Level 64
Apr 5, 2014
Operating System
Windows 8.1
According to some Internet sources, it was reported that Trojan.Encoder.12544 penetrated an operating system using an update program of the application MEDoc, which is designed for taxation management. This encryption worm is also known as Petya, Petya.A, ExPetya and WannaCry-2. Doctor Web specialists have already encountered the similar distribution method of malicious programs before, and they know how to avoid such incidents in future.

Security researchers, who examined Trojan.Encoder.12544, inform that the original source of the Trojan was an update system of the program MEDoc. This program helps Ukrainian users in taxation management. The security researchers found that a tool named EzVit.exe, included in the MEDoc distribution kit and designed to update the main application, executed a CMD command at one point. This command launched the download of a malicious library. The main functionality of Trojan.Encoder.12544 was implemented in this library. Given that this encryption ransomware spreads via a network independently using a vulnerability in the SMB protocol and steals Windows user account data, further distribution of the infection is a matter of just one infected machine.

Back in 2012, Doctor Web security researchers detected a targeted attack on drugstores and pharmaceutical companies with the use of malicious program called BackDoor.Dande. This spyware Trojan stole information about a medication procurement from special programs used in the pharmaceutical industry. Once launched, the backdoor checked a system for presence of relevant applications for procurement and recording of purchase of medication and, if there weren’t any, it would shut down. More than 2800 drugstores and Russian pharmaceutical companies became victims of the infection. Thus, it is a fair assumption to say that BackDoor.Dande was used for business espionage.

Doctor Web specialists have conducted an investigation that lasted as many as 4 years. One of the affected companies provided its hard drives compromised by BackDoor.Dande. Our analytics determined the creation date of a driver that launched all other backdoor components. This driver was mentioned in the Windows paging file and log of Avast anti-virus, which was installed on the infected machine. Analysis of these files showed that the malicious driver was created right after a launch of an application called ePrica (D:\ePrica\App\PriceCompareLoader.dll). This application was developed by a company called “Spargo Tekhnologii”. It allows executives of drugstores to analyze medication prices and to choose the best supplier. Examination of ePrica allowed to determine that it loads a library into the system. This library covertly downloads, decrypts and launches BackDoor.Dande. The Trojan was downloaded from IIS7. This website belonged to “Spargo Tekhnologii” and was designed to update ePrica. In addition, the module that covertly downloaded the malicious program had the valid digital signature “Spargo”. The Trojan loaded stolen data to servers located outside Russia. In other words, just as Trojan.Encoder.12544, the backdoor was “hidden” in the update module of the program.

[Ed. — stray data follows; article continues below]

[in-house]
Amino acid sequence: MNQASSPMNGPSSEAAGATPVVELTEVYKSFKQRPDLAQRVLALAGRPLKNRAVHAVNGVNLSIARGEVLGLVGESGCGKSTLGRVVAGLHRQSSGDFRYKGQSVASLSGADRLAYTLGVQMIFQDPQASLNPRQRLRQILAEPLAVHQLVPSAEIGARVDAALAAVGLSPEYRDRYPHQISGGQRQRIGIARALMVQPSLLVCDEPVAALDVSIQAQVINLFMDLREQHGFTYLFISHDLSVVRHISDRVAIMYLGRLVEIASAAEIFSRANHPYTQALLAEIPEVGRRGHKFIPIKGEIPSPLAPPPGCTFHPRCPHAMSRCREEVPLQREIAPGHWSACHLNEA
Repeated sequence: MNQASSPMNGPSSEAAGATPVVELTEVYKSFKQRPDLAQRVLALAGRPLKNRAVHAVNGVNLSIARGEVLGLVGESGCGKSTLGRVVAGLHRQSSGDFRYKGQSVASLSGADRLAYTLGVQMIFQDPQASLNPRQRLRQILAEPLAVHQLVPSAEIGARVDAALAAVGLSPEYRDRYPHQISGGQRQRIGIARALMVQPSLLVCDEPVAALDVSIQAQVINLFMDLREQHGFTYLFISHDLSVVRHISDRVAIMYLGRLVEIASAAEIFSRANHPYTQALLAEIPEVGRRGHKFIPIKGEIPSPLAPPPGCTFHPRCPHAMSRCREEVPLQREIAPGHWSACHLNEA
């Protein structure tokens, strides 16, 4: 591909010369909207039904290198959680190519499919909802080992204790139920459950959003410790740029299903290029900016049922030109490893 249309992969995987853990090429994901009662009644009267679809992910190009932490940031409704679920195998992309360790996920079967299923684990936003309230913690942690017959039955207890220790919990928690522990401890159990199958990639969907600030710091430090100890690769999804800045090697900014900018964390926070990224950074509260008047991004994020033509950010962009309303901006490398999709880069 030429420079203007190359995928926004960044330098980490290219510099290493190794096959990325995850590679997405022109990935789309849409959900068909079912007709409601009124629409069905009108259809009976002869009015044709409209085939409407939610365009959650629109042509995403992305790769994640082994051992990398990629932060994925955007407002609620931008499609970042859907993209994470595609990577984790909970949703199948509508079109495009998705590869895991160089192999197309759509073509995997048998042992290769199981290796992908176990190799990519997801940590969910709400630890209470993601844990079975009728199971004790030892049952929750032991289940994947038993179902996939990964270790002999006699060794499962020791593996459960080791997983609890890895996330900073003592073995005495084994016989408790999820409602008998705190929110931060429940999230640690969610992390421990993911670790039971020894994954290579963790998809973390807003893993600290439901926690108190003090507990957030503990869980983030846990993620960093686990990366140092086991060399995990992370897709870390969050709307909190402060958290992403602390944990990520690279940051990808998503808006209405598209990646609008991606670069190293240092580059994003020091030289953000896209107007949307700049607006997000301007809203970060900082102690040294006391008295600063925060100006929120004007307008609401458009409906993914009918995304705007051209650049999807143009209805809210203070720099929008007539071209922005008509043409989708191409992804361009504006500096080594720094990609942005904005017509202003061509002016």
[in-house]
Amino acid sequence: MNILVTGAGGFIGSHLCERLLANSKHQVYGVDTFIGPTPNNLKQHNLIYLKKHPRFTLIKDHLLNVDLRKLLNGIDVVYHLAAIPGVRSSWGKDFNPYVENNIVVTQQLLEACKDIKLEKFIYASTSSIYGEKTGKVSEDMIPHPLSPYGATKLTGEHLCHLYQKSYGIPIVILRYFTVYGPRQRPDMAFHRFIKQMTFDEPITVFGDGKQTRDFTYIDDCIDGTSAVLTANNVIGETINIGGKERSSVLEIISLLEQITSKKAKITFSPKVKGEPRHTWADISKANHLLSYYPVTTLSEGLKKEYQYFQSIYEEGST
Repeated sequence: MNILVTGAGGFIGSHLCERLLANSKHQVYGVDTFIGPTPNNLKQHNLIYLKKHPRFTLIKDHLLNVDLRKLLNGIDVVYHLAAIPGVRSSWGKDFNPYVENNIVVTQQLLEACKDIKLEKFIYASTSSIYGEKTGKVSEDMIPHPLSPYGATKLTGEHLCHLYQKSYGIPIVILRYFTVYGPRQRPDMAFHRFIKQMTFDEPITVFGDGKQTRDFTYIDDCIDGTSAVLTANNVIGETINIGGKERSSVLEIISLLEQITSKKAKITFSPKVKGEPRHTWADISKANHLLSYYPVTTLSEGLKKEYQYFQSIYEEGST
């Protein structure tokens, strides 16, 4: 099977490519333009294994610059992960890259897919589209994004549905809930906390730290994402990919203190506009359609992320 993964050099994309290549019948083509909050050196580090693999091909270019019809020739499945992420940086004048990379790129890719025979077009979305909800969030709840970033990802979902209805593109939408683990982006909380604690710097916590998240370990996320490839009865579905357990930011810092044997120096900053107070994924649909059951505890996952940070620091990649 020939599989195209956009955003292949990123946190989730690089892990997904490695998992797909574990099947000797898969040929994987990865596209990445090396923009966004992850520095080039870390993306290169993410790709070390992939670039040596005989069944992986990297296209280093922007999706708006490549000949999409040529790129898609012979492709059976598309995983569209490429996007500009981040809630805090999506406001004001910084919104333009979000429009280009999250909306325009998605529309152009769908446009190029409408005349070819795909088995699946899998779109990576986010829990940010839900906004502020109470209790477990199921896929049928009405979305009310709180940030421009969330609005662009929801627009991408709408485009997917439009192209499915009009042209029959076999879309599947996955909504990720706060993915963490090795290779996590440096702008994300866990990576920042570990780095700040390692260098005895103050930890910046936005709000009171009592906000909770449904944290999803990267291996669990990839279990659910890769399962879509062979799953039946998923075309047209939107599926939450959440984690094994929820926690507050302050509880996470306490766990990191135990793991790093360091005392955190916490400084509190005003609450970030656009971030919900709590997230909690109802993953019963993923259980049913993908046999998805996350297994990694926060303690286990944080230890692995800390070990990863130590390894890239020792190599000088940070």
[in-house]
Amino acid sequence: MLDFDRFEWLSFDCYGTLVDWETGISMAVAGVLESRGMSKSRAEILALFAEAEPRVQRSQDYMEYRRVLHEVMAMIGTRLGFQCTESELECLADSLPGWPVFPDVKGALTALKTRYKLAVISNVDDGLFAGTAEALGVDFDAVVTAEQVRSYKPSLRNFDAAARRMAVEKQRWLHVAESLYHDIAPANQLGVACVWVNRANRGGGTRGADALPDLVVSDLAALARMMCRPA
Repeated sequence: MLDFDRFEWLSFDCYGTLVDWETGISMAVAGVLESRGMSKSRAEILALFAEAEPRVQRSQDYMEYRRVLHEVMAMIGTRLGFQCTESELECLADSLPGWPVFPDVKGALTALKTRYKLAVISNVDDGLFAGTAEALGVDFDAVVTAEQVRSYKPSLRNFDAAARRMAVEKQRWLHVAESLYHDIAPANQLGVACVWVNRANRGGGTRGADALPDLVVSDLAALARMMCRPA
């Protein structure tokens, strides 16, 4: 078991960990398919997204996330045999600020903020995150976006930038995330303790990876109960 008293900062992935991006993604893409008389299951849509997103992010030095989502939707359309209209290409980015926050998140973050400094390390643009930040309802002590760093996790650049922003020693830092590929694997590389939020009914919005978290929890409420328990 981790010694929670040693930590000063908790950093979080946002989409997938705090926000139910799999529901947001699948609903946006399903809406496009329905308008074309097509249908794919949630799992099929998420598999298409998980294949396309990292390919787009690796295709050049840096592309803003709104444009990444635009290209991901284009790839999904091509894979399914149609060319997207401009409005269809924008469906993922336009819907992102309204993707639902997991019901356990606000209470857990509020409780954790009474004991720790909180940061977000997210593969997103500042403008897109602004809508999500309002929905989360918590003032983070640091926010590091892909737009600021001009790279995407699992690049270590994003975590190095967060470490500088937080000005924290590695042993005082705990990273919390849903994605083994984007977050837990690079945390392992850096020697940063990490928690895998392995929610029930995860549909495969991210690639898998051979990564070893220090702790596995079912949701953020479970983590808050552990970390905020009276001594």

Similarity of these cases shows that infrastructure of the software development requires a heightened level of awareness in terms of information security. To begin with, update process of any commercial software must be performed with a close attention of developers themselves and users. Some update tools of different programs have rights to install and launch executable files in an operating system. It can be an unexpected source of infection. In case of MEDoc, the infection was caused by the hack of cybercriminals and compromise of the update server. In the occasion of BackDoor.Dande, specialists assume that spread of infection was caused by deliberate actions of insiders. This method could be used by cybercriminals to conduct an effective aimed attack on users of practically any software.